The cultural fall-out from this for the American church is that America has produced more than its fair share of church-leader figures who can seem like Christian alternatives to the culture of Hollywood. Those who regret the lack of famous young leaders in British evangelicalism not only demonstrate an unbiblical concern for youth in leadership but also reflect American culture's preoccupation with significant, influential individuals. There is certainly much to be critical of in British evangelicalism as in its American counterpart, but the lack of possession of fame by its leaders is not one of them.
At root, the concern for The Next Big Thing is not actually that new as a phenomenon, at least as a symptom of something deeper. It is simply a manifestation of the constant tendency of the church to assume its challenges are primarily technical, not moral, and thus to capitulate to the criteria of the secular world when it comes to setting its agenda. In an innovative, youth-oriented culture, the temptation for the church is to prize innovation and youth above all things. In this sense, Paul faced exactly the same problem in Corinth. There the proclivities of the wider culture were shaped by Corinthian society's admiration for the great orators of the day, their equivalent of our pop stars, movie actors, and IT gurus. To make an impact, one had to be a masterful public speaker and, indeed, to look the part, Greek orators pumped iron, had excess body hair removed, and tried their best to look like Greek gods come down to earth.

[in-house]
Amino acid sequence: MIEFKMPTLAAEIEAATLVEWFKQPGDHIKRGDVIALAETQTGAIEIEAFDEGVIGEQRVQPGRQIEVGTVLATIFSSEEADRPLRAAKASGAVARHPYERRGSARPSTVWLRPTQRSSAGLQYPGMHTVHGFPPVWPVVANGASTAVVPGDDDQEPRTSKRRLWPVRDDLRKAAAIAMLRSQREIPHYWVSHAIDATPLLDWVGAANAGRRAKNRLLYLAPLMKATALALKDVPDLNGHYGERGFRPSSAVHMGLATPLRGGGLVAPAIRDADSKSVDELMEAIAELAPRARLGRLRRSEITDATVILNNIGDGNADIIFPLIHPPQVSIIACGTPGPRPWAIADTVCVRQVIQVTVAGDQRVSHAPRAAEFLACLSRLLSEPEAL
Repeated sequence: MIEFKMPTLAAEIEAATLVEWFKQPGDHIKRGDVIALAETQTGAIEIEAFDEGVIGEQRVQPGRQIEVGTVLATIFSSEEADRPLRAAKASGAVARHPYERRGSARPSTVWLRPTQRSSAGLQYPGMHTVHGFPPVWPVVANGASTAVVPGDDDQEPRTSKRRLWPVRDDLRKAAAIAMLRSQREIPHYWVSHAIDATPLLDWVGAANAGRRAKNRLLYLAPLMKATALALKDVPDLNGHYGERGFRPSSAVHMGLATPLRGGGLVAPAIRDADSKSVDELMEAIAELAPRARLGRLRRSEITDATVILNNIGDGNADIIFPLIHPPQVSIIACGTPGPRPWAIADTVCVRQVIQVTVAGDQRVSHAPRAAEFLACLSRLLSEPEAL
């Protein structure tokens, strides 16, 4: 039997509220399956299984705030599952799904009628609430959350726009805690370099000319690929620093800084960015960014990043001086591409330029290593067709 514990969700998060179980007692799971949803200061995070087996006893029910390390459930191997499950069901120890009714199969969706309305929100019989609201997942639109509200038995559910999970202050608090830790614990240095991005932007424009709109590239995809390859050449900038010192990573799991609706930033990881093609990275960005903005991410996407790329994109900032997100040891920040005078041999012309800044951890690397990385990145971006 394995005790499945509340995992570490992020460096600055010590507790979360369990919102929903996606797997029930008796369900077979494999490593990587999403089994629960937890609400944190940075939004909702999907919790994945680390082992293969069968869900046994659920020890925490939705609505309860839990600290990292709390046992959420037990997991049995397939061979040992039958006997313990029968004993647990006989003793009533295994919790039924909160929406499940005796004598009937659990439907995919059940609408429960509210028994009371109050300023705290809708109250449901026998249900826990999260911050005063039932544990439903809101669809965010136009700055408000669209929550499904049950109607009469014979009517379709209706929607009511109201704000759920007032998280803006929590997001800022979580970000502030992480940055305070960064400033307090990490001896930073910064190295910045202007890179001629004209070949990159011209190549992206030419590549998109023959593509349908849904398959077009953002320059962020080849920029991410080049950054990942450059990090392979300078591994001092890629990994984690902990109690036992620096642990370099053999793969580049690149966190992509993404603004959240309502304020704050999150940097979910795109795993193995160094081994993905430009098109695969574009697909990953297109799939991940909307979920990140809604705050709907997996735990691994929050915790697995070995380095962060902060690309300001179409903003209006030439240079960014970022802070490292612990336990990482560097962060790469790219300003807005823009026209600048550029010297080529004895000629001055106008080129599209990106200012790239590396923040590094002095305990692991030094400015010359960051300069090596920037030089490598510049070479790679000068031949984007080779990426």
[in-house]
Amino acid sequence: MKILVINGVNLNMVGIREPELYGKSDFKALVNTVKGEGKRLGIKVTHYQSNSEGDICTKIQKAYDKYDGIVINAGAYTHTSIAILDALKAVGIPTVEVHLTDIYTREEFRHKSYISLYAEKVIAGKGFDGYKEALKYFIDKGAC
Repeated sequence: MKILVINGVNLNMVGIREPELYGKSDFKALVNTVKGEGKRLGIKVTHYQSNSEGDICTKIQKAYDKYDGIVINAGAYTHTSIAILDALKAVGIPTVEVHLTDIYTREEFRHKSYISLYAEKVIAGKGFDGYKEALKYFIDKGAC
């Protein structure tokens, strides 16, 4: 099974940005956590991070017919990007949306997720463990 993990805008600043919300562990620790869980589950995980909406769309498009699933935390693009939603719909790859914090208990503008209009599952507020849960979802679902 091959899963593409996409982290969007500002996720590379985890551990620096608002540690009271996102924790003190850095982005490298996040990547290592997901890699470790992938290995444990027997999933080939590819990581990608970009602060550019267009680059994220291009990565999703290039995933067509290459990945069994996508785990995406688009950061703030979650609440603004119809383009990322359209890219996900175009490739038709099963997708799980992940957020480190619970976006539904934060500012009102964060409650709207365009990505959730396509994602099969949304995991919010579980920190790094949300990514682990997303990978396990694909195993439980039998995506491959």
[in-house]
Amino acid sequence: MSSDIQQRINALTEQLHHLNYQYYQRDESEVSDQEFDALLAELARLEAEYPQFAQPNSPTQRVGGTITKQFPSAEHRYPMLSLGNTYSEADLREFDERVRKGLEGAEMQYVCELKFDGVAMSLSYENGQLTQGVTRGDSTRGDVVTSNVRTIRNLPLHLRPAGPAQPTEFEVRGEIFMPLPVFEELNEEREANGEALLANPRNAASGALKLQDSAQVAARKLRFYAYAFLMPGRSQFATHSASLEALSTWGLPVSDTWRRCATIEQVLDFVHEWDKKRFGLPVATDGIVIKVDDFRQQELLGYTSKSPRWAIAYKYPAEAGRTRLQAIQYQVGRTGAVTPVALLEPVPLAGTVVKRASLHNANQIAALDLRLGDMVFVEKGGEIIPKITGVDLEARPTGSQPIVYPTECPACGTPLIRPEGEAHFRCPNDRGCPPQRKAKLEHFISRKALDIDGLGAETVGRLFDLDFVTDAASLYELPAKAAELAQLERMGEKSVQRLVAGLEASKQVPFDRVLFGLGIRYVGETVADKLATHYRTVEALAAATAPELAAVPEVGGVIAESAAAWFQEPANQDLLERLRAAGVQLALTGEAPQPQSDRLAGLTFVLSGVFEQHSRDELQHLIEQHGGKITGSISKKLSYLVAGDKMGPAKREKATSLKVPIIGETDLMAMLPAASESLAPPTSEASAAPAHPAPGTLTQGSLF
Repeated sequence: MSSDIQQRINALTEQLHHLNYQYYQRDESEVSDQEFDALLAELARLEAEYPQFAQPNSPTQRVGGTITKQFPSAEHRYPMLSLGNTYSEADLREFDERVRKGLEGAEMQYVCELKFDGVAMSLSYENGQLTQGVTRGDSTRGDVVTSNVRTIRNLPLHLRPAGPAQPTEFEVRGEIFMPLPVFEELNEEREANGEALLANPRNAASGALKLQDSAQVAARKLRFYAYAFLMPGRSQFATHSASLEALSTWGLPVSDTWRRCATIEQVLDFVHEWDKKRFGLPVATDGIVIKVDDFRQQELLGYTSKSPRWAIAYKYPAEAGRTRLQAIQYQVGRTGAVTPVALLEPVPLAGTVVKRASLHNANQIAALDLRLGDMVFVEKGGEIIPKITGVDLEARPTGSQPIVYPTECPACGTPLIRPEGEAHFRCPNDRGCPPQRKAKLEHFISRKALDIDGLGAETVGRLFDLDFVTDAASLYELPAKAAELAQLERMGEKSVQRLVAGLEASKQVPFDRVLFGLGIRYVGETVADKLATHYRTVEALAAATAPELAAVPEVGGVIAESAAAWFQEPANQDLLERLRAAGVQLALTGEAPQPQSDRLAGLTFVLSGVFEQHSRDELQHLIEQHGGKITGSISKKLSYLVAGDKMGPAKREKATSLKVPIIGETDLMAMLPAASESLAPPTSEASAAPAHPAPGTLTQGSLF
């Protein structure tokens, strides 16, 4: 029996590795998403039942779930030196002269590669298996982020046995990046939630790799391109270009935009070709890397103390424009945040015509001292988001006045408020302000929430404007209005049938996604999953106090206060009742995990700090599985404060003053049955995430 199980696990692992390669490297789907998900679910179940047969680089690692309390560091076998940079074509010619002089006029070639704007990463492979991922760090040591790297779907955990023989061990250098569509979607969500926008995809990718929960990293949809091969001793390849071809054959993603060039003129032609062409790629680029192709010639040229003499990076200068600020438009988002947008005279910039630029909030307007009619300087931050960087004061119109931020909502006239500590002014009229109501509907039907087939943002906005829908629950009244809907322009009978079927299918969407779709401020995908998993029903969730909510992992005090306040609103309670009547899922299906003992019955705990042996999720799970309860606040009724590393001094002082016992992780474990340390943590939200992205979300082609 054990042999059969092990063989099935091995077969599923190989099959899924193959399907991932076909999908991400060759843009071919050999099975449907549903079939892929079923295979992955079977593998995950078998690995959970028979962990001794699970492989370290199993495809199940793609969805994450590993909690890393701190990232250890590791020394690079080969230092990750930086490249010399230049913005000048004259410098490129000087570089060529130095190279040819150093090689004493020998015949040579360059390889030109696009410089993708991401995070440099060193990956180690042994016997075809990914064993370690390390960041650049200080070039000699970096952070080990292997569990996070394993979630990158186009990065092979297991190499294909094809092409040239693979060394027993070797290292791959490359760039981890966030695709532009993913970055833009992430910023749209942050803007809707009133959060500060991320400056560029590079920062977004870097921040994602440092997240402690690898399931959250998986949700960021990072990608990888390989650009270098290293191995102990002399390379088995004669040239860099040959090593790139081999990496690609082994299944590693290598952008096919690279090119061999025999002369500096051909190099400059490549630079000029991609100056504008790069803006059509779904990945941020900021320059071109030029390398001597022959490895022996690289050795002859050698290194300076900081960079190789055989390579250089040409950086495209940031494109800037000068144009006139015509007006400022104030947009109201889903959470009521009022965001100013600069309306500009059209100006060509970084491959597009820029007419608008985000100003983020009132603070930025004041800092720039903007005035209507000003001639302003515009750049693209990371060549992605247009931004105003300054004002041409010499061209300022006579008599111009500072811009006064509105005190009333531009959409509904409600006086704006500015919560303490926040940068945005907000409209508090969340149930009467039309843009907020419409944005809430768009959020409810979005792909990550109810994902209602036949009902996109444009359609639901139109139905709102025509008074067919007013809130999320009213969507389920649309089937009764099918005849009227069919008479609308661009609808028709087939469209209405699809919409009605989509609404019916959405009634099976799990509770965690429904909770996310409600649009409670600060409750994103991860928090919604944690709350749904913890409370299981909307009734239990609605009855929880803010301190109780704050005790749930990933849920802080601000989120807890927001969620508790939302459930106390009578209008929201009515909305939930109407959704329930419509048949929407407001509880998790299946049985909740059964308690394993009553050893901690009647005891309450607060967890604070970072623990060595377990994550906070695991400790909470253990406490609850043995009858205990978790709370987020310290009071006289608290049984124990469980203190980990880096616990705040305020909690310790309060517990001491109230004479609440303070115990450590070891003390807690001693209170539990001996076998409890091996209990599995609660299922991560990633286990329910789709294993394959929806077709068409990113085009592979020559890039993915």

Paul did not simply reject this approach as technically wrongheaded; he repudiated it as an actual contradiction of the theology of the cross and of the crucified Christ that formed the very content of his preaching. Worldly criteria, whether Jewish or Greek, were as so much nonsense to him and irrelevant to the question at hand—the question of how to see the church witness effectively to Christ in the hostile culture.
This kind of thinking set the tone for his approach to church leadership as expressed in the Epistles. Paul wrote those letters with a view to the end of the apostolic era, wrestling with what church leadership should look like once those men passed from the scene who had received their commission directly from Christ. His proposals are scarcely likely to pass muster today among the technocrats, the sociologists, and the entrepreneurial: hold fast to the form of sound words that expresses the apostolic teaching; and appoint ordinary, respectable men to positions of leadership. As to the first, it is by its very definition not innovative. The task of the church is to pass on that which it has received, not to make it sexier or to soup it up in some way. Indeed, even the very form, not just the content, is to be that which has been tried, tested, and, one assumes, somewhat staid.